‘Cutting Off’ Over-Spender Members

Have policies for managing members’ abuse of overdraft protection and be transparent to comply with CFPB.

by Dan Lozier

Not terribly long ago, financial institutions of all sizes spent a great deal of time and energy bringing their debit and ATM programs, specifically as they relate to overdraft policies and fees, into compliance with new regulations. Now, the Consumer Financial Protection Bureau and other regulatory bodies are checking in to be sure all that hard work is paying off for consumers.

The CFPB, in particular, is interested in determining if overdraft costs can be anticipated and avoided, even when members are the ones initiating them. A recent report by the agency found that consumers who opt in for overdraft coverage end up with more costs and more involuntary account closures. And, the agency found, overdraft and non-sufficient fund fees represent at least 60 percent of checking account fee income.

That figure is not surprising. Revenue from checking accounts has taken a beating over the past 12 months, particularly for large financial institutions. (There has been slight per-transaction interchange decline for Credit Unions, but overall Credit Union debit programs are growing, which is offsetting this decline for Credit Unions.) First, overdraft regulations limited the way banks and credit unions could charge overdraft fees. Next, the Durbin Amendment capped debit interchange for large banks and a handful of credit unions, reducing the profitability of debit programs across the country. Even exempt credit unions were told to expect some trickle-down impact on their own interchange income.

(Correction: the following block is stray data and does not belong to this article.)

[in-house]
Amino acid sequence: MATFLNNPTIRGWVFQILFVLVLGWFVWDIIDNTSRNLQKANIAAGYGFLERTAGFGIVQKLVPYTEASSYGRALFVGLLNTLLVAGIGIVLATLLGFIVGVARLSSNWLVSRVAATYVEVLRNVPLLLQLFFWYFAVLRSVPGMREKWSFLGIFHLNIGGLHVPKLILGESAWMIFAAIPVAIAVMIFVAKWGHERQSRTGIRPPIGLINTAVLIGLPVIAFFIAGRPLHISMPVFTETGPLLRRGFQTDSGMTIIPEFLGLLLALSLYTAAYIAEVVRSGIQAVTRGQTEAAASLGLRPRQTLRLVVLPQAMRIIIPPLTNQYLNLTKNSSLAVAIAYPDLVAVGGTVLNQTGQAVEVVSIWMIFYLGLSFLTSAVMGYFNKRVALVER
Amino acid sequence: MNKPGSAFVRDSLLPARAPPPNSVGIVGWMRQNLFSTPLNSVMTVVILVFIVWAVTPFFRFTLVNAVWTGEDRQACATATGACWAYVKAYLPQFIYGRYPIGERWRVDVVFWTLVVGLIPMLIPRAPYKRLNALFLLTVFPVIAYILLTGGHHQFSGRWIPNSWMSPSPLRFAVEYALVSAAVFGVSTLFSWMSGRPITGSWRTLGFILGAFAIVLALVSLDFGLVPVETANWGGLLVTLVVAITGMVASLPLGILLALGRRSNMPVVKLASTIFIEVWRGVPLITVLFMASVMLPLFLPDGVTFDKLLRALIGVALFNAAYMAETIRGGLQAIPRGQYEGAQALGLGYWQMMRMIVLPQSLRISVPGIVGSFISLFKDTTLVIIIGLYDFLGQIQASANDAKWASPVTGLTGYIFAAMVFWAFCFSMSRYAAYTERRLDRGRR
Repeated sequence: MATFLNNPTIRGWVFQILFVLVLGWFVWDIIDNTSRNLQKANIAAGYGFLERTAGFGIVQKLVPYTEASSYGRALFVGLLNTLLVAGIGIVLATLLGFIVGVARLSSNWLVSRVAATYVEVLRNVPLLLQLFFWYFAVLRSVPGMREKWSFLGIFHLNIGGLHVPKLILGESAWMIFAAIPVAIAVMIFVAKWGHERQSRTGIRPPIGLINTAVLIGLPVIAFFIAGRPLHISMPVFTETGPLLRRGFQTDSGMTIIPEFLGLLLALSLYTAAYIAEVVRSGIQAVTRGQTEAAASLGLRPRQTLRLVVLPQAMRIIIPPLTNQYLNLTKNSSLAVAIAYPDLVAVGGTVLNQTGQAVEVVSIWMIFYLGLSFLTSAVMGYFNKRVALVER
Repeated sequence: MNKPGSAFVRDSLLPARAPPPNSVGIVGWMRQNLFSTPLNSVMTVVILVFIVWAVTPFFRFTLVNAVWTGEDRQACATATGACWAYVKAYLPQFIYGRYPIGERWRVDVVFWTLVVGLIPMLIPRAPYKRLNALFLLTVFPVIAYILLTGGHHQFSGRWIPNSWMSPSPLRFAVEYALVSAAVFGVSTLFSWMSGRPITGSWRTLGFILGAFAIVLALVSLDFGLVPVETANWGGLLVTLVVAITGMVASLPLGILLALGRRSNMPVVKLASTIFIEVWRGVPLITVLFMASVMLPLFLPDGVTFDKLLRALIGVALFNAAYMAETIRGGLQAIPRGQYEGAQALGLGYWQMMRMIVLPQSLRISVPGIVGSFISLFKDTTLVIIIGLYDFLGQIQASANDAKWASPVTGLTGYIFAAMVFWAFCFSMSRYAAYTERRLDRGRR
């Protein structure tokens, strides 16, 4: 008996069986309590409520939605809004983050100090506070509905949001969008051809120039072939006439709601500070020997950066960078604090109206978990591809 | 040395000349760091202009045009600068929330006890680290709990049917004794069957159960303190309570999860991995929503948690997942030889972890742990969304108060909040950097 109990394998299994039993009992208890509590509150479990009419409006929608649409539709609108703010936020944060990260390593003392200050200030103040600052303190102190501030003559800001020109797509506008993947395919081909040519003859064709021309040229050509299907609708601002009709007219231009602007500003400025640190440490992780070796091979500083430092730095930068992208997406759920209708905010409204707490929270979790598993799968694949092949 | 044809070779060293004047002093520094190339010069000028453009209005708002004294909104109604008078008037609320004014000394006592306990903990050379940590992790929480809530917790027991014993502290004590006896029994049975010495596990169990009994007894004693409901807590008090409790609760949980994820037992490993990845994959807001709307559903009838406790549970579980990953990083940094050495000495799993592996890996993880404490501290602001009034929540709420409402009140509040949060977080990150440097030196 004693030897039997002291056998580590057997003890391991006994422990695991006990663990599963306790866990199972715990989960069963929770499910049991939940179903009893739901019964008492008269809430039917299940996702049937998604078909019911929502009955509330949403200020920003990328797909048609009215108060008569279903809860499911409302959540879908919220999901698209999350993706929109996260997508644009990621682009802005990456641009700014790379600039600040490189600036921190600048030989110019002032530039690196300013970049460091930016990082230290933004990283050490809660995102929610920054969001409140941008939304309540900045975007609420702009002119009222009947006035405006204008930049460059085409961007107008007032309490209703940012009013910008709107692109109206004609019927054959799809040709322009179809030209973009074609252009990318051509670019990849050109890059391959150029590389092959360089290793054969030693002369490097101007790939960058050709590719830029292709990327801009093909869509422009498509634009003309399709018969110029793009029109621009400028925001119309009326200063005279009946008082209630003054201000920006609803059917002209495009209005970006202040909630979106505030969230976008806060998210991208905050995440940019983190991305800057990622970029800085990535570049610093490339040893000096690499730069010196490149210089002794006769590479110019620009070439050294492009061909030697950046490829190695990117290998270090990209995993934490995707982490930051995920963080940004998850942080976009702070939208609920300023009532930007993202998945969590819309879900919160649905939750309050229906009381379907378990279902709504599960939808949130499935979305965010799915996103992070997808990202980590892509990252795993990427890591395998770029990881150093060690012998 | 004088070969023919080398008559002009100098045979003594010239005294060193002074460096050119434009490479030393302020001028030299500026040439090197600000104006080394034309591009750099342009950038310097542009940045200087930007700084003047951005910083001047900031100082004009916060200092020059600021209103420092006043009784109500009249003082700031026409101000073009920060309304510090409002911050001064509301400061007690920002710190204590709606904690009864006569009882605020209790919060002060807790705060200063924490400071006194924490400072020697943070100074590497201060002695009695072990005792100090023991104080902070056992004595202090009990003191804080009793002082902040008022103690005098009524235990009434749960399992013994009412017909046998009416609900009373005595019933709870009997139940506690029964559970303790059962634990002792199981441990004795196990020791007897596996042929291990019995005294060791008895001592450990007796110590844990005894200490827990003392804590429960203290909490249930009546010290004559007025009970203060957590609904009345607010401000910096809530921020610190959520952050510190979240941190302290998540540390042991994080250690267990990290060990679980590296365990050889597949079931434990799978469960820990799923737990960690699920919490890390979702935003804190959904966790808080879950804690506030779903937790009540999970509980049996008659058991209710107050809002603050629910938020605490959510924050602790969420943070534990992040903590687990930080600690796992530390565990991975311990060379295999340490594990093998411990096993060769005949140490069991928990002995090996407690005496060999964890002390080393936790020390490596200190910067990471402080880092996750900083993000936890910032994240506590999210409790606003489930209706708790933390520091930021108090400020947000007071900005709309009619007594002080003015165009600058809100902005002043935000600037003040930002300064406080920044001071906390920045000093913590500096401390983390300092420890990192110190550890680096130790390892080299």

While it may seem more than fair to charge a fee for covering a member when he or she makes a mistake, regulatory bodies may not agree. Be sure your credit union is being as transparent as possible, and providing an “out” for members who no longer want that coverage. Regulators may also want to see policies and procedures in place for managing members’ abuse of overdraft protection. I recommend taking three steps in this regard.

Perhaps the best advice I’ve heard is for debit card managers to think like bartenders. Much in the way a responsible bartender will “cut off” an overindulgent patron, credit unions should keep an eye on members who may be misusing overdraft protection. By developing policies and procedures for managing chronic overspenders, credit unions not only prevent members from getting into hot water, they also demonstrate to examiners a commitment to the spirit of the regulations.

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